Social Question

linguaphile's avatar

What do you think about the breadth of reactions to Paterno's death?

Asked by linguaphile (14437points) January 23rd, 2012
Observing members: 0 Composing members: 0

9 Answers

elbanditoroso's avatar

He wasn’t god. He was a man, a successful man in the college football world, and for that he should be remembered and honored.

He also made some pretty stupid management decisions that have only now come to light. That doesn’t take away his football achievements, which are significant, but it doesn’t excuse his management.

Like all of us, he was a complicated and flawed human being. He was not the embodiment of evil, but he was not a saint either.

Any description of him as horribly evil is wrong. But any description of him as saint-like is similarly wrong.

smilingheart1's avatar

This story is a microcosm of humanity to the extent that it takes the whole of life to reveal a life. We are all flawed but carry the potential for good and evil and it is only what we actually do, not intend to do that counts. Football is big business just as is even church these days. This means that people are secondary to success which of course is wrong. Predatorship has accomplices in any of us who sit back and refuse to “see.” The fact that this story came out at the close of his life was meant I believe as a time of grace where he could publicly ask forgiveness for his part. That was the opportunity.

filmfann's avatar

He was treated so unfairly. From many of the news articles from 3 months ago, you would think Paterno was a child molester, rather than someone who didn’t follow up with a phonecall after he passed the buck.
I said exactly that 3 months ago.

marinelife's avatar

I am not surprised. Joe Paterno was a larger-than-life symbol of an era, of a football program, of a university.

Basically, at heart he was a good man.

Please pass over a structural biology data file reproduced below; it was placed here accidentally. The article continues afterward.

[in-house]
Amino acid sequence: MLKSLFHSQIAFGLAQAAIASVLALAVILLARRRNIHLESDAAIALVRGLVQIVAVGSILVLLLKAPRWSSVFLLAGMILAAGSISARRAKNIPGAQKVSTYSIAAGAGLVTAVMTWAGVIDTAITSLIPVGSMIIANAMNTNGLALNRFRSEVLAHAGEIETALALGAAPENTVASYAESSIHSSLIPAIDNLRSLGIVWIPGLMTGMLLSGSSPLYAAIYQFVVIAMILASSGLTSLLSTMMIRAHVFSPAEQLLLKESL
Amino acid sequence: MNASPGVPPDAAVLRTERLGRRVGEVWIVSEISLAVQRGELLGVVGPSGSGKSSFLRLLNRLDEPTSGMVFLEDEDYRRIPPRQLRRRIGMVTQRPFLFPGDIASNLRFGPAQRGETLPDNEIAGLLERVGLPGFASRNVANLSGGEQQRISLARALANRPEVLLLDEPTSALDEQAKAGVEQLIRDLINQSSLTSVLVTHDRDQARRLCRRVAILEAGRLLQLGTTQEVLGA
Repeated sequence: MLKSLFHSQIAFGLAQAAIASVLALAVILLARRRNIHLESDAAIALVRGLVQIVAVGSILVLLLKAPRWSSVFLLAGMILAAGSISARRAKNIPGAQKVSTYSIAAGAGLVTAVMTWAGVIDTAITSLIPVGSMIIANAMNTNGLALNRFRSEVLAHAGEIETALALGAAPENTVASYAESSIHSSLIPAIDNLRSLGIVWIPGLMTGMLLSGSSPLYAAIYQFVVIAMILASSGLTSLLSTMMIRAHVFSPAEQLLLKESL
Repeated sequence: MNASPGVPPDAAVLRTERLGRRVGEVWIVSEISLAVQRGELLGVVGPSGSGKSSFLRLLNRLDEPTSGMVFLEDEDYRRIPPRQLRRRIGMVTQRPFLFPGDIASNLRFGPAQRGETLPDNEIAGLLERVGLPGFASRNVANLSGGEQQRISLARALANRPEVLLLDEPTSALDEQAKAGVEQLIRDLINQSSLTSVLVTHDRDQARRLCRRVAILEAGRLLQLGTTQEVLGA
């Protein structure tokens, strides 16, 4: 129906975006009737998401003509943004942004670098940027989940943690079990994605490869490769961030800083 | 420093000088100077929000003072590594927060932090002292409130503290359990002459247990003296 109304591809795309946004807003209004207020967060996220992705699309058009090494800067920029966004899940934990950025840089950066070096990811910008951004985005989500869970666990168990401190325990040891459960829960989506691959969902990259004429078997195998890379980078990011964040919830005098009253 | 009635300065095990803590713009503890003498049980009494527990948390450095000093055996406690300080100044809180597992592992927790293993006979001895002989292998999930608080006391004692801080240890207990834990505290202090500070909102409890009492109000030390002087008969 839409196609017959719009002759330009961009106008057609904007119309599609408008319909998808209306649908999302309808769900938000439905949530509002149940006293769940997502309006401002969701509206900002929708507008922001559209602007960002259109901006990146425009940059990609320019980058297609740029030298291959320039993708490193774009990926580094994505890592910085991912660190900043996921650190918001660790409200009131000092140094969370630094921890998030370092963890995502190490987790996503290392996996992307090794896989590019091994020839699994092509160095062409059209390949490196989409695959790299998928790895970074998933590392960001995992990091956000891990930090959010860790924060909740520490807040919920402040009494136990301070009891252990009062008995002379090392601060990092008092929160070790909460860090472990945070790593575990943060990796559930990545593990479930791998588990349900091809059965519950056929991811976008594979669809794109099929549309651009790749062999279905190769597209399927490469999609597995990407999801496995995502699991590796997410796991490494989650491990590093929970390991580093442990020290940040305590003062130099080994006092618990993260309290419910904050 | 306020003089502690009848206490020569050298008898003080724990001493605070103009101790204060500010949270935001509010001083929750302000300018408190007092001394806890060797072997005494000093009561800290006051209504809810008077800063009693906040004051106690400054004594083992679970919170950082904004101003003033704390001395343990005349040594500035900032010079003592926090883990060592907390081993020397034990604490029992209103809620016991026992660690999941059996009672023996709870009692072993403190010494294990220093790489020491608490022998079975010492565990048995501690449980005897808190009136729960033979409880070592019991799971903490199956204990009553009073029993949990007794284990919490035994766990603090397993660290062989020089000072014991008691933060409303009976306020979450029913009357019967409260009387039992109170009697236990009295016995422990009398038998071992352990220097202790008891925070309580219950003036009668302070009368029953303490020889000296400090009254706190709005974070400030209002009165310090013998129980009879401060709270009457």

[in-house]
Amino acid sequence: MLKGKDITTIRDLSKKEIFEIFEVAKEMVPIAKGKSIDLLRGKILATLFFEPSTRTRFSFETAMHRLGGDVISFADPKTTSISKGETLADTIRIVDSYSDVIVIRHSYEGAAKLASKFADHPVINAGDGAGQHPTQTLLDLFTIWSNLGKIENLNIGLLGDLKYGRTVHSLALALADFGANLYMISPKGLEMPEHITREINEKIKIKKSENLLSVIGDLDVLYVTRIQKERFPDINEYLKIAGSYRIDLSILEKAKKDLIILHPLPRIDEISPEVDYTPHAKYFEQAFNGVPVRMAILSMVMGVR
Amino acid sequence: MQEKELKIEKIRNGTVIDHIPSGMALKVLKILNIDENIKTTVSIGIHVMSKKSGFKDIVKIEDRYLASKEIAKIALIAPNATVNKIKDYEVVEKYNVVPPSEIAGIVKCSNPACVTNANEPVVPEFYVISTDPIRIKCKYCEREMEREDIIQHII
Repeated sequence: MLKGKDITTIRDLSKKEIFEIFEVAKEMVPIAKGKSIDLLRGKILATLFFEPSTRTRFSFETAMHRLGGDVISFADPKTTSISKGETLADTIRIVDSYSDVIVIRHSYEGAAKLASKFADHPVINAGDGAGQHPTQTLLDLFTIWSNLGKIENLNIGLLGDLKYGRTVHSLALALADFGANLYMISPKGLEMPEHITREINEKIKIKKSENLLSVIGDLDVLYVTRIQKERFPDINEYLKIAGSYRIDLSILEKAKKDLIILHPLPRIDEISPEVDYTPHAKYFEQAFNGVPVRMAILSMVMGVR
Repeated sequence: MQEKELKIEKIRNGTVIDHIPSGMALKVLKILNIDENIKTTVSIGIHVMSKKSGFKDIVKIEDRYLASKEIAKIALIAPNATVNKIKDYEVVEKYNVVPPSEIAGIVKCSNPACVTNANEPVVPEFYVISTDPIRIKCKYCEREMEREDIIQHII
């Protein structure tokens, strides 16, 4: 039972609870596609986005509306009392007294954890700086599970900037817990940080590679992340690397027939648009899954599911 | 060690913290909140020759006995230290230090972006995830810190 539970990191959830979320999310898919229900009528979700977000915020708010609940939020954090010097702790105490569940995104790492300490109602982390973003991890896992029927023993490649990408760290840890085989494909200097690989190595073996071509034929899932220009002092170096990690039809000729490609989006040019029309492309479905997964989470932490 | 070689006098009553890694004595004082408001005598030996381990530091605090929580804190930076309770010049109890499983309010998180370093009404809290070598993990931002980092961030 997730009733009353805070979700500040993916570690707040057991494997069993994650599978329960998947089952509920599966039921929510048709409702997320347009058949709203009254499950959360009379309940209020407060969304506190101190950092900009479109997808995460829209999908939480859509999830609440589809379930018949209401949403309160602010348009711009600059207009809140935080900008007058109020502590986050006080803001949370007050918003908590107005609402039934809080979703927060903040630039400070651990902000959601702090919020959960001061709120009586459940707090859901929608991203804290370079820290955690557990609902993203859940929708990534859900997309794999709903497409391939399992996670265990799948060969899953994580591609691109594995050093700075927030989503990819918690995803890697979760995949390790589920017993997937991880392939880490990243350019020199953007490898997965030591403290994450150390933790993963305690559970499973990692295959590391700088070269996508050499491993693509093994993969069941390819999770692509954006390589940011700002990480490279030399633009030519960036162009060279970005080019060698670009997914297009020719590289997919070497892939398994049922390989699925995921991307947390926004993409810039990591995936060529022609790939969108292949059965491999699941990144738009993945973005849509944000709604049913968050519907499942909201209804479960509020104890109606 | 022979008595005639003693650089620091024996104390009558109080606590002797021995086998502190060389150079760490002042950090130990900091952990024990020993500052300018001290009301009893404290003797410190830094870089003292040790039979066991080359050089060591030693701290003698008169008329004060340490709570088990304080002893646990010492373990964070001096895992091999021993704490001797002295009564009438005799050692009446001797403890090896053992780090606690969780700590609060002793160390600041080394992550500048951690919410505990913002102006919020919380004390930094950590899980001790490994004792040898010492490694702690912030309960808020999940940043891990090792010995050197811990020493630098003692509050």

It was sad that his career was tarnished by unwillingness to take a stand.

wundayatta's avatar

It seems like there are few people who hold him responsible for the abuse scandal. I think he said he wished he had gone further than just reporting it to his bosses. I think he was probably sincere in that wish. I don’t think he was just trying to make up for letting his fans down. I think he really was concerned about the kids that Sandusky hurt.

I think he was used as a fall guy by the PSU administration and I don’t think he was treated fairly. But the Administration got canned, too. Sad.

Will anyone in the country learn how to handle these problems any better as as result of what happened at Penn State? I doubt it. I don’t think anyone will be proactive and teach people what to do when they see child abuse. I just don’t think we can face it, as a society.

blueiiznh's avatar

At this point all I can say is let him rest in peace.

flutherother's avatar

“The evil that men do lives after them; The good is oft interred with their bones”. Shakespeare

Adirondackwannabe's avatar

@flutherother Holy shit, that is an excellent quote.Captures this moment perfectly.

linguaphile's avatar

@flutherother I agree with @Adirondackwannabe, perfect for the moment.

I asked this question because I’m intrigued by the variety of responses to Paterno’s death. Most after-death comments tend to be pretty homogenous, while Paterno’s seem to be all over the spectrum. Some people are using it as a chance to further their own agendas, while others focus on his accomplishments. Some comments seem to be critical, others neutral, while others seem to be directed towards some kind of market/group.

Thanks, everyone, for your thoughts!

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